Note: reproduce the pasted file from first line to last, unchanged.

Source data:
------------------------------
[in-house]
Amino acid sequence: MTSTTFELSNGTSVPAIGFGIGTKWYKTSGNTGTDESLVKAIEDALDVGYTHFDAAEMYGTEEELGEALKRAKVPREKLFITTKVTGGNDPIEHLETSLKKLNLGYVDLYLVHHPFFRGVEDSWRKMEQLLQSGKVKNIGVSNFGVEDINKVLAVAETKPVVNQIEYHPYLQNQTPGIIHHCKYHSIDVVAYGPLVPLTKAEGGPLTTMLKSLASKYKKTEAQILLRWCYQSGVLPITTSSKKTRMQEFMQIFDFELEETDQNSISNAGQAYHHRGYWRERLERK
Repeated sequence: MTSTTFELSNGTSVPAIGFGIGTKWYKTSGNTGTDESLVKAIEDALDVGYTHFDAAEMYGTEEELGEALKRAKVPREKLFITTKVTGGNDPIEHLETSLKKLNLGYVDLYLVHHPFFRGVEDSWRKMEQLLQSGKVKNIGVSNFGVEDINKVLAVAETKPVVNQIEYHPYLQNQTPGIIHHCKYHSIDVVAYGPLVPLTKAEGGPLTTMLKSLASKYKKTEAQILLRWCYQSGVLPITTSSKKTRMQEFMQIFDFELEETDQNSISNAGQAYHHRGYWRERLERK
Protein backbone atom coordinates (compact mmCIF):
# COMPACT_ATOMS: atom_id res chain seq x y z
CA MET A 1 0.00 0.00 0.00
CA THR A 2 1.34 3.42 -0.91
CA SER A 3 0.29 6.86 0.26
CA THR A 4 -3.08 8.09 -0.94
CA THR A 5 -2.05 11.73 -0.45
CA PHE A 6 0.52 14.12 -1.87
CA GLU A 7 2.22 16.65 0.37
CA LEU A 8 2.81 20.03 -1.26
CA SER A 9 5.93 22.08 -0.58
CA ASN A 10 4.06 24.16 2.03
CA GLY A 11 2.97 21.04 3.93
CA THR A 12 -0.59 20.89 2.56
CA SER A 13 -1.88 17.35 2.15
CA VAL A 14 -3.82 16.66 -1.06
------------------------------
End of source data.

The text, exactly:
[in-house]
Amino acid sequence: MTSTTFELSNGTSVPAIGFGIGTKWYKTSGNTGTDESLVKAIEDALDVGYTHFDAAEMYGTEEELGEALKRAKVPREKLFITTKVTGGNDPIEHLETSLKKLNLGYVDLYLVHHPFFRGVEDSWRKMEQLLQSGKVKNIGVSNFGVEDINKVLAVAETKPVVNQIEYHPYLQNQTPGIIHHCKYHSIDVVAYGPLVPLTKAEGGPLTTMLKSLASKYKKTEAQILLRWCYQSGVLPITTSSKKTRMQEFMQIFDFELEETDQNSISNAGQAYHHRGYWRERLERK
Repeated sequence: MTSTTFELSNGTSVPAIGFGIGTKWYKTSGNTGTDESLVKAIEDALDVGYTHFDAAEMYGTEEELGEALKRAKVPREKLFITTKVTGGNDPIEHLETSLKKLNLGYVDLYLVHHPFFRGVEDSWRKMEQLLQSGKVKNIGVSNFGVEDINKVLAVAETKPVVNQIEYHPYLQNQTPGIIHHCKYHSIDVVAYGPLVPLTKAEGGPLTTMLKSLASKYKKTEAQILLRWCYQSGVLPITTSSKKTRMQEFMQIFDFELEETDQNSISNAGQAYHHRGYWRERLERK
Protein backbone atom coordinates (compact mmCIF):
# COMPACT_ATOMS: atom_id res chain seq x y z
CA MET A 1 0.00 0.00 0.00
CA THR A 2 1.34 3.42 -0.91
CA SER A 3 0.29 6.86 0.26
CA THR A 4 -3.08 8.09 -0.94
CA THR A 5 -2.05 11.73 -0.45
CA PHE A 6 0.52 14.12 -1.87
CA GLU A 7 2.22 16.65 0.37
CA LEU A 8 2.81 20.03 -1.26
CA SER A 9 5.93 22.08 -0.58
CA ASN A 10 4.06 24.16 2.03
CA GLY A 11 2.97 21.04 3.93
CA THR A 12 -0.59 20.89 2.56
CA SER A 13 -1.88 17.35 2.15
CA VAL A 14 -3.82 16.66 -1.06